- Fertilize new transplants at the time of planting, and young trees in spring and fall for the first couple of years.
- Fertilize citrus monthly when young, seasonally when older. Apply micronutrients as needed.
- I apply special products to reduce the soil pH for certain acid-loving plants that I'm growing: blueberries, camellias, Japanese maples, gardenias; the same goes for azaleas, hydrangeas, and Loropetalum. Give them pH adjusters in spring and summer, or feed with special fertilizers labeled for them.
- Large-flowered roses will have more and larger flowers if they are fed monthly or seasonally, but types with smaller or clustered flowers don't need regular feeding.
- Feed your lawn seasonally: March, May, and September with a regular or organic lawn food, and November and January with a "winter type."
7. Make compost.
Rich garden soil is the secret of successful gardeners, and mineral soils such as we have in the West benefit from organic material. You can, of course, buy bags of compost. But you can also allow nature to recycle for you and compost the easy way, simply by piling up autumn leaves in strategic places about your landscape. A more formal compost pile is great, but as a first step you can just stop removing all this wonderful potential compost from your yard each fall. I take all the leaves that fall from my sycamore tree, and spread them out where next year's vegetables will be going.
The landscape shrubs you choose can provide interesting foliage and seasonal color with very little effort on your part. This dwarf red-leaf plum (Prunus cistena) has burgundy foliage and showy spring flowers. It looks like the widely planted red-leaf plum tree (Prunus 'Krauter Vesuvius') but on a more compact plant.
8. Manage pests safely.
Identify them first (nursery professionals are happy to help). Let nature manage them! Learn to recognize the many beneficial insects that take up residence in a garden of mixed flowers. Leatherwing beetles, which overwinter in leaf piles, eat aphids. Dragonflies, which eat whiteflies, are attracted to water features.
Before you spray for a pest, learn the lifecycle. Reach for a control measure only when damage exceeds your tolerance, and choose the least toxic alternative first.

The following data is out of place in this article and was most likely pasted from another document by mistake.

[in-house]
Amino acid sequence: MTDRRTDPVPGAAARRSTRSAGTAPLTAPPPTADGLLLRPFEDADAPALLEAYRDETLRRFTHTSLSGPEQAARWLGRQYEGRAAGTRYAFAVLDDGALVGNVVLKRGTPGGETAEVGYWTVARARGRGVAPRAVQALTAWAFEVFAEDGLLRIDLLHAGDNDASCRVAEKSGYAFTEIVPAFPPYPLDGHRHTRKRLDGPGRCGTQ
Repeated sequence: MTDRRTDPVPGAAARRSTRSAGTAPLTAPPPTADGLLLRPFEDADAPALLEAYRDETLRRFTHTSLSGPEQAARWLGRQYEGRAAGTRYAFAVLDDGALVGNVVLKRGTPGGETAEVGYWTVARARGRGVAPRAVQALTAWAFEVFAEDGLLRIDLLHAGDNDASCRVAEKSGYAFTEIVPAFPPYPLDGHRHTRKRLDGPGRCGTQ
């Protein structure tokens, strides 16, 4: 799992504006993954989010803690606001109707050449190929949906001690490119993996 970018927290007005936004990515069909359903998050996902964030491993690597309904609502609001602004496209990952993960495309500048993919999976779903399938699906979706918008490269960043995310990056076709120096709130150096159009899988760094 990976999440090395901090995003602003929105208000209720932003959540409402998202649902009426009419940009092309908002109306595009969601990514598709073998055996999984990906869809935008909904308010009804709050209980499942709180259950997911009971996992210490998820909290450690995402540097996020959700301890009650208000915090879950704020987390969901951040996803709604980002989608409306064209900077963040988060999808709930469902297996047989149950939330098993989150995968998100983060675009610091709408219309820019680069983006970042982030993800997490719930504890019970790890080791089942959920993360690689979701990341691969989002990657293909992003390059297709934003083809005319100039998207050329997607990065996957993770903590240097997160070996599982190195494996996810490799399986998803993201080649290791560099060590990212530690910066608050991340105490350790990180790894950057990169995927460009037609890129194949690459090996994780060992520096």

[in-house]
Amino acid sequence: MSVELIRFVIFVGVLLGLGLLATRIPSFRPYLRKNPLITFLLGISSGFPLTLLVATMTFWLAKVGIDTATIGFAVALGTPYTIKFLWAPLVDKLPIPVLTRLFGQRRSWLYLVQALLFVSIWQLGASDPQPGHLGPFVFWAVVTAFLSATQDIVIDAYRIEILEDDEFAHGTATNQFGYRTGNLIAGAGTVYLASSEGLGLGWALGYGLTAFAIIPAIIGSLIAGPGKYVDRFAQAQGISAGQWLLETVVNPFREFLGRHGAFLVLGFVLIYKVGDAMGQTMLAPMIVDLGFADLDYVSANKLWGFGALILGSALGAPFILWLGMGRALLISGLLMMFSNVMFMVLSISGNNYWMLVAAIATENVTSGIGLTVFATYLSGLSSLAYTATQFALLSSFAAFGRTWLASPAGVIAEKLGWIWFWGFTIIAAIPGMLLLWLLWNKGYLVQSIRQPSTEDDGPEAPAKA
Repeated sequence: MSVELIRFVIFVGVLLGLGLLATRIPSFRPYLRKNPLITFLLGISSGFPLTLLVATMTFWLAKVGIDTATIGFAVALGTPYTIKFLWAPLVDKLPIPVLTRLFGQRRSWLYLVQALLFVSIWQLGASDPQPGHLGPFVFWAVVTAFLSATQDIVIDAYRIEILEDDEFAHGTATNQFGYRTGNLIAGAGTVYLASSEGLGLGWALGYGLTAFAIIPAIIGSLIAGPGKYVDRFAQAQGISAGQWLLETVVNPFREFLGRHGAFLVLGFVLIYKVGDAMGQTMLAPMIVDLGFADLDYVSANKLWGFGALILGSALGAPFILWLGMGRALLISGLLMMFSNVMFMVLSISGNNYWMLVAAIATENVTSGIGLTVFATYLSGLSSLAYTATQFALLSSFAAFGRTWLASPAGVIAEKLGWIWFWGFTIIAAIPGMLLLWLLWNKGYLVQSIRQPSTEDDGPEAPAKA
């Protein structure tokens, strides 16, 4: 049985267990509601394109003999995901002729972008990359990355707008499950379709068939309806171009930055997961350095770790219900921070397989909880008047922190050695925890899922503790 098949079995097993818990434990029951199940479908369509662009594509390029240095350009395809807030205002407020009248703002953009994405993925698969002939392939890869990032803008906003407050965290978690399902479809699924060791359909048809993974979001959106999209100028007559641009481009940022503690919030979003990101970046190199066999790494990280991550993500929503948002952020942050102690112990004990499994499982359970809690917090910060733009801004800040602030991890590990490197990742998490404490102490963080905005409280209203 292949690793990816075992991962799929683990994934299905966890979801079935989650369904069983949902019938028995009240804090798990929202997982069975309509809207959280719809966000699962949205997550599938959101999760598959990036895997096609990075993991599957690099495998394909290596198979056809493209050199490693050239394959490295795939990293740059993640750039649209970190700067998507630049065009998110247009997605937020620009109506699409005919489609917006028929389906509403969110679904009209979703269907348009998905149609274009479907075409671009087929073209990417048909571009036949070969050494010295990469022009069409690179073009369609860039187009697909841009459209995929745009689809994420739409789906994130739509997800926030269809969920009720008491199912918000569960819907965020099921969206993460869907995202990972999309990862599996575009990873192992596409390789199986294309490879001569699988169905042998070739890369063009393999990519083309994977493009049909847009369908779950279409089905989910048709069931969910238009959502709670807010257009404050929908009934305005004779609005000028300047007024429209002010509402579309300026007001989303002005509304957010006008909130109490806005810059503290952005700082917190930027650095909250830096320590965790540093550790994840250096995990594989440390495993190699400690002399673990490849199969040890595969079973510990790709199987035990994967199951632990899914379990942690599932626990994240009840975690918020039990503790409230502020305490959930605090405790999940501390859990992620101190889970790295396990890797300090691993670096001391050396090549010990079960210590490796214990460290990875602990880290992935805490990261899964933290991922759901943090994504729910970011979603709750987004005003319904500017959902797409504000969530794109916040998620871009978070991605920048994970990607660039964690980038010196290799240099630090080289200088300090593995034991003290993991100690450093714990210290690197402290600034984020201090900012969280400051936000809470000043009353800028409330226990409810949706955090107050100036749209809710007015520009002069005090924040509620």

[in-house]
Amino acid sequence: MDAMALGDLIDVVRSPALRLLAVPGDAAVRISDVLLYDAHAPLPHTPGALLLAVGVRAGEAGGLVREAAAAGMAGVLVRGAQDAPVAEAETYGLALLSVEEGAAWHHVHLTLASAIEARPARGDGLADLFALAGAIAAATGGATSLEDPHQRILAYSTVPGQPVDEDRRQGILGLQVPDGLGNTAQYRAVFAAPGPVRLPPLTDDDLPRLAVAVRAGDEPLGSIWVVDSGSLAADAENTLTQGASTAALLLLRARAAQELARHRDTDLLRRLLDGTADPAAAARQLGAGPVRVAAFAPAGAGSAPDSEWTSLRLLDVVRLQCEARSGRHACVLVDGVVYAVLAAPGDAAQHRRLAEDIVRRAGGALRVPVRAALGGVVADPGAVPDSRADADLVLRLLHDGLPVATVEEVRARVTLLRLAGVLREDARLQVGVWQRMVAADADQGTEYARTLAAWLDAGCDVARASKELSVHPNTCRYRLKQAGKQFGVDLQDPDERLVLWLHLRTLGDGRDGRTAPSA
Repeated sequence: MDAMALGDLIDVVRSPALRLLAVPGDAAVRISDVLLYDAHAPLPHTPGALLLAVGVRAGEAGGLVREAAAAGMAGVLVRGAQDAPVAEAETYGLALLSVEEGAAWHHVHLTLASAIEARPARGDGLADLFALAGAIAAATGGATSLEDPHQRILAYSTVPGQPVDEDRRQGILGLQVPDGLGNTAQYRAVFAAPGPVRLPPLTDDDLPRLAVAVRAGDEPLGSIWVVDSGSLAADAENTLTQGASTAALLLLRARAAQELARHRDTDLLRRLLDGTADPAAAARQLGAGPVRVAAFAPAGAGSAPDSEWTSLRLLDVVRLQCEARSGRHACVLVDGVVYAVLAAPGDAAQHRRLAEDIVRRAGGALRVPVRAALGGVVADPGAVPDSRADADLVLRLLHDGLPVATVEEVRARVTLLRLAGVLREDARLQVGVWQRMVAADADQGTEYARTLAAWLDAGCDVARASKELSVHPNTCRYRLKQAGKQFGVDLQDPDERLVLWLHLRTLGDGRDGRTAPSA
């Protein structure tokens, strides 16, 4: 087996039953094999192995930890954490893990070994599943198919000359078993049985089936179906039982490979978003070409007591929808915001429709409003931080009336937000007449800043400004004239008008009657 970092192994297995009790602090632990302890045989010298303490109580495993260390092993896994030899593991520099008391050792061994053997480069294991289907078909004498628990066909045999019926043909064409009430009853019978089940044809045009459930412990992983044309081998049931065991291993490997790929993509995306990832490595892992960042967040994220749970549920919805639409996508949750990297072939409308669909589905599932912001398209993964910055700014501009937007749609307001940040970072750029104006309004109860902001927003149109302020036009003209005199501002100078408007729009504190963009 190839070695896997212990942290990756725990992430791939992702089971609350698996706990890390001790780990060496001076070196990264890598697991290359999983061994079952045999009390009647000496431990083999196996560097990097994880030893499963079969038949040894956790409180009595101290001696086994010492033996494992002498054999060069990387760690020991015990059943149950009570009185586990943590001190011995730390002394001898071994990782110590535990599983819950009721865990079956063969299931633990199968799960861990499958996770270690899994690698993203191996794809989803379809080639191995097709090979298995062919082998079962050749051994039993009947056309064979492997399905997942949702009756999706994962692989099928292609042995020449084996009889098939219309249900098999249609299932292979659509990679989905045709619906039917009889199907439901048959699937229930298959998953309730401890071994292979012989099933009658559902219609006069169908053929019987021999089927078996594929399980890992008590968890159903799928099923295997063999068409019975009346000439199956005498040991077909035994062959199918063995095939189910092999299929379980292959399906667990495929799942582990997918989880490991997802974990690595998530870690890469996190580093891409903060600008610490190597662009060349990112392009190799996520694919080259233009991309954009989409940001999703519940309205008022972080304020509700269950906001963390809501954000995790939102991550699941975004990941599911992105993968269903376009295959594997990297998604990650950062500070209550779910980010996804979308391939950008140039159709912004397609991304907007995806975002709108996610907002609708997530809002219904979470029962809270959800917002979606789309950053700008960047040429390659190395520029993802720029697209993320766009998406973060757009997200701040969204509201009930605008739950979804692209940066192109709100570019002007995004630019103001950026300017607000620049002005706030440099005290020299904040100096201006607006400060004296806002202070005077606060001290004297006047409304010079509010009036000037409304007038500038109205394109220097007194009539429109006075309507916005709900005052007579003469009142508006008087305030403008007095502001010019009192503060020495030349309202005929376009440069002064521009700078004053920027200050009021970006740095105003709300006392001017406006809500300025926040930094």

9. Grow your own food.
Locally grown. Buy local. Slow food. There are movements afoot to get us off the Fast Food Nation mentality, to reduce the costs and consequences of our food production system (I recommend The Omnivore's Dilemma by Michael Pollan, for an interesting look at our food production system). The simplest and most direct thing you can do to cut those costs is to grow some food yourself.
We all know dedicated food gardeners, and can find them a little intimidating. My mother, now in her late 70's, has had a vegetable garden at some level for as long as I've known her. She is proud that something from her garden is on her dinner table nearly every day, whether fresh chard or Anaheim chiles from the freezer.
But nearly any back yard can produce some fruit, vegetables, or herbs. Crowd a bunch of lettuce greens, chard, kale, and radicchio into a pot for the winter, and keep it near the back door. A smaller variety of tomato can be planted in an oak barrel, together with Spicy Globe basil. Try Patio or Shady Lady for compact plants. Juliet and SunGold are small-fruited tomatoes that will yield even in partial shade.
Certain fruit trees are virtually pest free and require very little maintenance.
- Cherries, sweet and pie
- Citrus, especially (but not limited to):
- Meyer lemons
10. Pass it on.
Children learn to appreciate gardening when they see people enjoying it, when it is a pleasure not a chore, and when they see the results of their own projects. Every school in Davis has a garden, but with very limited resources of money and volunteers. Call your local school, ask for the school garden coordinator, and find out how you can help.
"Green" gardening means using environmentally friendly practices, which can also lead to safer, more successful, and more satisfying gardens.
© 2008 Don Shor, Redwood Barn Nursery, Inc., 1607 Fifth Street, Davis, Ca 95616
Feel free to copy and distribute this article with attribution to this author.